The Consuming Shadow is great fun. It isn't the deepest or most challenging procedural-type game I've ever played, but it is one of the most unique... like if FTL and Eternal Darkness: Sanity's Requiem finally hooked up and made an unholy union. You play as a nameless, silhouette-y scholar tasked with stopping an ancient alien god's invasion of England (in 60 hours no less) because, let's face it, anything fantastical or magical or evil is innately going to be drawn to England for its rich history, world-renowned cuisine, and year-round pleasant weather.

And it goes without saying you'll have to remain sane, tricky business considering the position you're in.

Sat in your car with a helpful sticky note attached to the rearview mirror (“Don't look back,” Yahtzee's nod to Daenerys Targaryen, one assumes), you must work your way southward towards Stonehenge (the aforementioned ancient god couldn't be ♥♥♥♥♥ to research a less obvious pagan site), stopping at all the quaint villages peppering the English countryside to take on jobs from the Ministry of Occultism, resupply, and generally pop in to make sure all the villagers haven't been replaced with horrible squid monsters and telemarketers.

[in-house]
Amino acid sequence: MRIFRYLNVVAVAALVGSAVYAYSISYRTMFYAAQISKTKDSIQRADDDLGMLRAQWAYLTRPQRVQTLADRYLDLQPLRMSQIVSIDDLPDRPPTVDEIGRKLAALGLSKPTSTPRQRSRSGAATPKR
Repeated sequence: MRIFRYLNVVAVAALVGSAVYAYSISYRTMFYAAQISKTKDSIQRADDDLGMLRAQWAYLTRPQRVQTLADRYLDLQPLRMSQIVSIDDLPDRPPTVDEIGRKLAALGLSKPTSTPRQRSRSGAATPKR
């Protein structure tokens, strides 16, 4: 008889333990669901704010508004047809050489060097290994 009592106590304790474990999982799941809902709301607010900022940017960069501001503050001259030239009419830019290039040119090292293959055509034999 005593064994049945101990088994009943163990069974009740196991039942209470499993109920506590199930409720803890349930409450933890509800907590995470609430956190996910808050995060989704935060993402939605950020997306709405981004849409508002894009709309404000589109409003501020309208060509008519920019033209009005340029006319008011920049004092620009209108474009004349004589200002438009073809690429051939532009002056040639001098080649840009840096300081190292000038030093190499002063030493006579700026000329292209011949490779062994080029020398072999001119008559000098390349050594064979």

That's the real pulsating meat of the game – you'll select a destination, drive a ways and encounter a particularly foggy town. Flavor text will inform you that everything isn't as it seems in Lil' Silent Hill, and you'll have to contend with a series of random dungeon scenarios – a hostage situation, sealing a rift, clearing an infestation... run of the mill English stuff, presumably. The dungeons are laid out in a random grid that you traverse like the 2D side-scrollin' badass you are.